Chemtrol Adhesives, Inc. v. American Mfrs. Mut. Ins. Co.

Decision Date19 April 1989
Docket NumberNo. 87-1979,87-1979
Citation42 Ohio St.3d 40,537 N.E.2d 624
Parties, 9 UCC Rep.Serv.2d 88, Prod.Liab.Rep. (CCH) P 12,112 CHEMTROL ADHESIVES, INC. v. AMERICAN MANUFACTURERS MUTUAL INSURANCE COMPANY et al.; Lexington Insurance Company, Appellant; Midland-Ross Corporation, Ross Air Systems Division, Appellee.
CourtOhio Supreme Court

Syllabus by the Court

1. An insurer-subrogee cannot succeed to or acquire any right or remedy not possessed by its insured-subrogor.

2. A commercial buyer seeking recovery from the seller for economic losses resulting from damage to the defective product itself may maintain a contract action for breach of warranty under the Uniform

Commercial Code; however, in the absence of injury to persons or damage to other property, the commercial buyer may not recover for economic losses premised on tort theories of strict liability or negligence.

This appeal arises from the sale of an "arch dryer" system by appellee Midland-Ross Corporation ("Midland-Ross") to Chemtrol Adhesives, Inc. ("Chemtrol").

Chemtrol is engaged in the business of manufacturing and selling pressure-sensitive labeling stock. As part of the manufacturing process, the paper used to make the labels is coated with silicone. An arch dryer is used to evaporate excess moisture from the silicone/solvent mixture. At some point, an explosion occurred in Chemtrol's arch dryer system, and Chemtrol engaged Midland-Ross to design and build a new arch dryer. Following negotiations aimed at safety, efficiency, and cost reduction, the parties agreed to a system which included a "heat recovery system" designed to "transfer the waste heat from the exhaust system indirectly to the incoming make-up air" thereby decreasing fuel requirements. While this heat recovery system was originally to be a "Q" dot system, a Supertherm, hot-water based system, which involved water-filled heat exchanger coils, was substituted by agreement.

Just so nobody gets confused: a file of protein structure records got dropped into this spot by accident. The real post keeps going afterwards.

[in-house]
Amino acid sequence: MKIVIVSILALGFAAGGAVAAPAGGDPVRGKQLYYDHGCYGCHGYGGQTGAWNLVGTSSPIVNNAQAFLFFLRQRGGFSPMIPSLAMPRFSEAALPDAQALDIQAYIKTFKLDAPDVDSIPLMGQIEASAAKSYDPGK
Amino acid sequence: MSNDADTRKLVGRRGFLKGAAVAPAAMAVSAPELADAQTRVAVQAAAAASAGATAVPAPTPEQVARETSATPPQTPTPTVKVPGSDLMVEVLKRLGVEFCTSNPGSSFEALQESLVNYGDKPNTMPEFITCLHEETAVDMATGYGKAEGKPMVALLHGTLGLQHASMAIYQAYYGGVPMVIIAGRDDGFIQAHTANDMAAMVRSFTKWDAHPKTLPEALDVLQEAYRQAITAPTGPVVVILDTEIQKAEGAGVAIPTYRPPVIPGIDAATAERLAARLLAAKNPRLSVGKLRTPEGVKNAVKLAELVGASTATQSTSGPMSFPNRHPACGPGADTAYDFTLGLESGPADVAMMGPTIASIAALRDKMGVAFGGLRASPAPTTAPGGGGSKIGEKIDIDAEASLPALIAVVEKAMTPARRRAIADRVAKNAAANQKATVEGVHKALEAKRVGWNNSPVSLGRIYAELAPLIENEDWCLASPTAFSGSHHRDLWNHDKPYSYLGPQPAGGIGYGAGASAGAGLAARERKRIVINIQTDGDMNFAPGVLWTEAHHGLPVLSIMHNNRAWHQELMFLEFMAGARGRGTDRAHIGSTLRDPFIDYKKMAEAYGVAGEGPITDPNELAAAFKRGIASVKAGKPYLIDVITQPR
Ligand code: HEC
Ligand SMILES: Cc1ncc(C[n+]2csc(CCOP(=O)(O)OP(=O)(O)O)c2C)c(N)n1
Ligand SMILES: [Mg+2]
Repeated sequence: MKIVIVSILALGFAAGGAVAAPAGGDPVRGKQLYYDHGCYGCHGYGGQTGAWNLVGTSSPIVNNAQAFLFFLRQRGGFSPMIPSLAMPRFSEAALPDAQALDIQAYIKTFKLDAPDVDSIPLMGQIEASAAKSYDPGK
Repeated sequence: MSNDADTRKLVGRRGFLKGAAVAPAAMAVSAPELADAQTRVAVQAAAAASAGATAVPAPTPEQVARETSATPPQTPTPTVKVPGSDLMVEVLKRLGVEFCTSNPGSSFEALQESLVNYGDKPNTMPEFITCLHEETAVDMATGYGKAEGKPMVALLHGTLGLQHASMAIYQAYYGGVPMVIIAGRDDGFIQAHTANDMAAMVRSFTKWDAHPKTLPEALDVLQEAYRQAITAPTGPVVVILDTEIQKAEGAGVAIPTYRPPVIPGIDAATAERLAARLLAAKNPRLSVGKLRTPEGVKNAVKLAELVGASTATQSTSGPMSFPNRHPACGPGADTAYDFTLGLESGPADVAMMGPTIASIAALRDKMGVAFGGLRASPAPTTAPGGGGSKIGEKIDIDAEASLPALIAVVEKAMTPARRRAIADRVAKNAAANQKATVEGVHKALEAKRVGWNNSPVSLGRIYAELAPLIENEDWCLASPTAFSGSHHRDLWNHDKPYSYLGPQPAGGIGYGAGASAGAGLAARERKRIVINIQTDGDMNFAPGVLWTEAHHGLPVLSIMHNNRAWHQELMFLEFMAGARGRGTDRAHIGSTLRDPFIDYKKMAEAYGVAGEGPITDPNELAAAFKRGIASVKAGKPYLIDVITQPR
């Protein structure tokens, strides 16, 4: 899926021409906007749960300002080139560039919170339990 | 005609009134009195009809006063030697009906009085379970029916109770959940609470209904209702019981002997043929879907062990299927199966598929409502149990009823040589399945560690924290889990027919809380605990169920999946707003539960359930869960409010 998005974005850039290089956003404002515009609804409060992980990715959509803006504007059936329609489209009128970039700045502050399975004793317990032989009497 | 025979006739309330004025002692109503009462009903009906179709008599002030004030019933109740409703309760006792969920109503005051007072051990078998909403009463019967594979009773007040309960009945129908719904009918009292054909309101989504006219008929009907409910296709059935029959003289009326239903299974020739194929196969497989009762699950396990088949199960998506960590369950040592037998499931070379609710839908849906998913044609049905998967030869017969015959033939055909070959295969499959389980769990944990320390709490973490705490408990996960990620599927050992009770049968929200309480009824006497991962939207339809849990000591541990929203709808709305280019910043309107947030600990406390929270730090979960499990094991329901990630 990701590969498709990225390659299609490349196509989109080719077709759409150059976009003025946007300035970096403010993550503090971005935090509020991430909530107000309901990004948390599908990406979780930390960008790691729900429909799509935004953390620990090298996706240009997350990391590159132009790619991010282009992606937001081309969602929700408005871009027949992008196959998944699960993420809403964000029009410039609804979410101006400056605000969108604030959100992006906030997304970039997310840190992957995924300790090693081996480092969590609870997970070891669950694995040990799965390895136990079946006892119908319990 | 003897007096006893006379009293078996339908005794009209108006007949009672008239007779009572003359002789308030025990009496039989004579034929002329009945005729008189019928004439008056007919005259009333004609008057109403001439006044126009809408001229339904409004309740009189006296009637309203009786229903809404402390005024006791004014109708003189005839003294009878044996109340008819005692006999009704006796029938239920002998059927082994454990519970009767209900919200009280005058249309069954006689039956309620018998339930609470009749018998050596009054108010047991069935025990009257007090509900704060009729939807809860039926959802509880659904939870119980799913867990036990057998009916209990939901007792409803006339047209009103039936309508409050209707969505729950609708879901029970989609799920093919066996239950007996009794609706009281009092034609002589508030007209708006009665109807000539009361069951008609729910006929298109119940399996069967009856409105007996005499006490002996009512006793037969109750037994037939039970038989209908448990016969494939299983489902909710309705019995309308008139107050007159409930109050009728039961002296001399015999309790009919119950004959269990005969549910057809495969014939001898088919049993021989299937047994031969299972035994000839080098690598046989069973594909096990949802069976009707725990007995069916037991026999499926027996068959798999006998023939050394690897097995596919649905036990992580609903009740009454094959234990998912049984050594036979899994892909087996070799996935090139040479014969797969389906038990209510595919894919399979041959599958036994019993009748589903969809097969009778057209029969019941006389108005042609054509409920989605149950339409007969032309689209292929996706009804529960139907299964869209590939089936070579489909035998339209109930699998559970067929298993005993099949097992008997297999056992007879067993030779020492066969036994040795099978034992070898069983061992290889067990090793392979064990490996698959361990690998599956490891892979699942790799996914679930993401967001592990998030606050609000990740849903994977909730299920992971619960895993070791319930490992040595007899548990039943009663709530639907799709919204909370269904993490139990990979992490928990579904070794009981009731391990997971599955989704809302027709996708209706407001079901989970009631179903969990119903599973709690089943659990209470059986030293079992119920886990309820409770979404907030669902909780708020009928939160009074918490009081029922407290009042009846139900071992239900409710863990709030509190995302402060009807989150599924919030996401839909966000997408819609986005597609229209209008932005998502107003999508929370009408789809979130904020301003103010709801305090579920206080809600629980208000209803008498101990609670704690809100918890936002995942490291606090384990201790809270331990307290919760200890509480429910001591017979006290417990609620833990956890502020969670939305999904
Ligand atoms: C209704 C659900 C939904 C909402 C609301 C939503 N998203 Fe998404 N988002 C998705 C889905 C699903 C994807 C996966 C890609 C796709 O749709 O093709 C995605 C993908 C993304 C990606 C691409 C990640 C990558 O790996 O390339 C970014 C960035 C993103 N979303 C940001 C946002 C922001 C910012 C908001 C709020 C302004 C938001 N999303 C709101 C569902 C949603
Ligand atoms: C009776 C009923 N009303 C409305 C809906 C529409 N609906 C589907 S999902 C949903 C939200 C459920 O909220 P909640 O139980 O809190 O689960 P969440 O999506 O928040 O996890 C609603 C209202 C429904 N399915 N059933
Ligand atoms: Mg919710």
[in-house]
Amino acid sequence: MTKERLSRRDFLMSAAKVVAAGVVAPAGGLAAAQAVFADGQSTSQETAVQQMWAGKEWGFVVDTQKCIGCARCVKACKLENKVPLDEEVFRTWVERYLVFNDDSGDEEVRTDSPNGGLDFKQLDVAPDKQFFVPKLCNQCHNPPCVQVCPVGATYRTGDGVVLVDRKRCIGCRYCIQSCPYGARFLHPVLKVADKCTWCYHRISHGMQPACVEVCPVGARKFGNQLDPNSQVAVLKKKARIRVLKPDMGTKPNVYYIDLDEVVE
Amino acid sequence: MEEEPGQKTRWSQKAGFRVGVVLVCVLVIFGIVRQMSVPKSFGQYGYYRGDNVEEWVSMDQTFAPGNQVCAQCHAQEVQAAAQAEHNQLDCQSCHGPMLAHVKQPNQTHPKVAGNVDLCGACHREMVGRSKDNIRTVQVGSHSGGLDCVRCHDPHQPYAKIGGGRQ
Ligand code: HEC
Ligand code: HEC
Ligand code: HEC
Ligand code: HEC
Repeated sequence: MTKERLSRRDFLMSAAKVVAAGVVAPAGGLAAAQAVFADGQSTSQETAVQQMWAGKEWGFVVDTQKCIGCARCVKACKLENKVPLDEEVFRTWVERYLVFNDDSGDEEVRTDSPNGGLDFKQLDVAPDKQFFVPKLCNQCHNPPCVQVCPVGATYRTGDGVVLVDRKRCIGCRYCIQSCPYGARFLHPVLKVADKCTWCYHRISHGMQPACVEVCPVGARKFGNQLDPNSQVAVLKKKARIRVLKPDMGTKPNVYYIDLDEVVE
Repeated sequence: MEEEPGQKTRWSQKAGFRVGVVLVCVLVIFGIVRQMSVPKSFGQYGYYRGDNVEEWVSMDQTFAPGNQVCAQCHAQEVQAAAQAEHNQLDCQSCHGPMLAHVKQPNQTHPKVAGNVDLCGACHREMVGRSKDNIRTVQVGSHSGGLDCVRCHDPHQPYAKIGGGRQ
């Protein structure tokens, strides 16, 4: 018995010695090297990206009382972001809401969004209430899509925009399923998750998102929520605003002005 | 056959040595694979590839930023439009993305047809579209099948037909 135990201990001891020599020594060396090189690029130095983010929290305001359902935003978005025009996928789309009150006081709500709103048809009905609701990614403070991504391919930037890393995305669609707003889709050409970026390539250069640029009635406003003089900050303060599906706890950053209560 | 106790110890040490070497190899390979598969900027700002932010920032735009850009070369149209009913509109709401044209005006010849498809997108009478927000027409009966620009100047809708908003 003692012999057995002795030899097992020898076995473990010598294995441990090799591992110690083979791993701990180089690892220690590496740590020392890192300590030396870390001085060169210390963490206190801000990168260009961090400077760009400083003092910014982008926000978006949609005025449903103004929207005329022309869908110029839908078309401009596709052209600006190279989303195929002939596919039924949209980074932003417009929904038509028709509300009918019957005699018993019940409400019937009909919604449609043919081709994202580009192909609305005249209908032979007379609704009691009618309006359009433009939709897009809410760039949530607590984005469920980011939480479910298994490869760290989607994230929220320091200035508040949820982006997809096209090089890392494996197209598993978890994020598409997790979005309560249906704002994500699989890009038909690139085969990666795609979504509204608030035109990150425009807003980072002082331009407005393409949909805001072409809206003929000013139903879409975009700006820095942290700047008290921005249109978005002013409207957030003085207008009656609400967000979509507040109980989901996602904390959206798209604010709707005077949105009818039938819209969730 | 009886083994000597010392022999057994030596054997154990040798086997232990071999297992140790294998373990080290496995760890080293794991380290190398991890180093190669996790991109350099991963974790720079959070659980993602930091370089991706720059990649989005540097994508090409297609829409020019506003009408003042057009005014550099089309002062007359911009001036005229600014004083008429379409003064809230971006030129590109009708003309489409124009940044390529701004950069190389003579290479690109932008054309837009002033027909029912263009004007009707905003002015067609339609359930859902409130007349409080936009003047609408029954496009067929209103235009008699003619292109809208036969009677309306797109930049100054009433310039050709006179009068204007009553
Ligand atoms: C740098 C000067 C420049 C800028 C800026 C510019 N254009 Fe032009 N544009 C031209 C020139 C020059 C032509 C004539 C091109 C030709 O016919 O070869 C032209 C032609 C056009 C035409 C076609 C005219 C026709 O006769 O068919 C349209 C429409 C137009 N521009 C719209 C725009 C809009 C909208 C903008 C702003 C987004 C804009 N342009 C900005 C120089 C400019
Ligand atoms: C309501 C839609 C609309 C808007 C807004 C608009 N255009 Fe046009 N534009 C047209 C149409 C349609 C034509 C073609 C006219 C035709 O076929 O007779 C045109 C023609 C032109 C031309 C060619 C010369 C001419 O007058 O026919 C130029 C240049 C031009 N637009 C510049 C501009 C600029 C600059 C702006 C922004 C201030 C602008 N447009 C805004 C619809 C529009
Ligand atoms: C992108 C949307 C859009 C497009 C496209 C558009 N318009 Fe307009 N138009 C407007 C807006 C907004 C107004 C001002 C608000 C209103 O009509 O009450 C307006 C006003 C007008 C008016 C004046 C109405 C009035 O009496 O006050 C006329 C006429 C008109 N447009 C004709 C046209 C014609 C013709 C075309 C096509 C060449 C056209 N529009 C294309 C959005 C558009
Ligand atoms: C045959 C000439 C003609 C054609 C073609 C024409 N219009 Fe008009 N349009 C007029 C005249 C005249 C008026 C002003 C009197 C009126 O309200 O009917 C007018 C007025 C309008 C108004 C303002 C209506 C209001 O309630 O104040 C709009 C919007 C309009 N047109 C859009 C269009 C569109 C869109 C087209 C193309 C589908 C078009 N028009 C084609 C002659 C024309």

The Midland-Ross system was installed and placed into service in May 1980. In December of that year, the feeding device in the paper-coating machine malfunctioned causing the system, including the furnace heating the system, to automatically shut down. However, the system's air-intake fan was not designed to shut off automatically, and it continued to draw cold outside air across the hot-water coils. The fan's operation while the furnace was down eventually caused the water in the heat exchange coils to freeze, rupturing the coils. Chemtrol engaged Jacco Service, Inc. ("Jacco") to repair the coils. According to appellant, Midland-Ross was advised of the problem and sent representatives to investigate the system. Apparently, following a second freezing of the coils and further repairs by Jacco, the system was returned to operational status in June 1981, but not before Chemtrol had suffered substantial loss.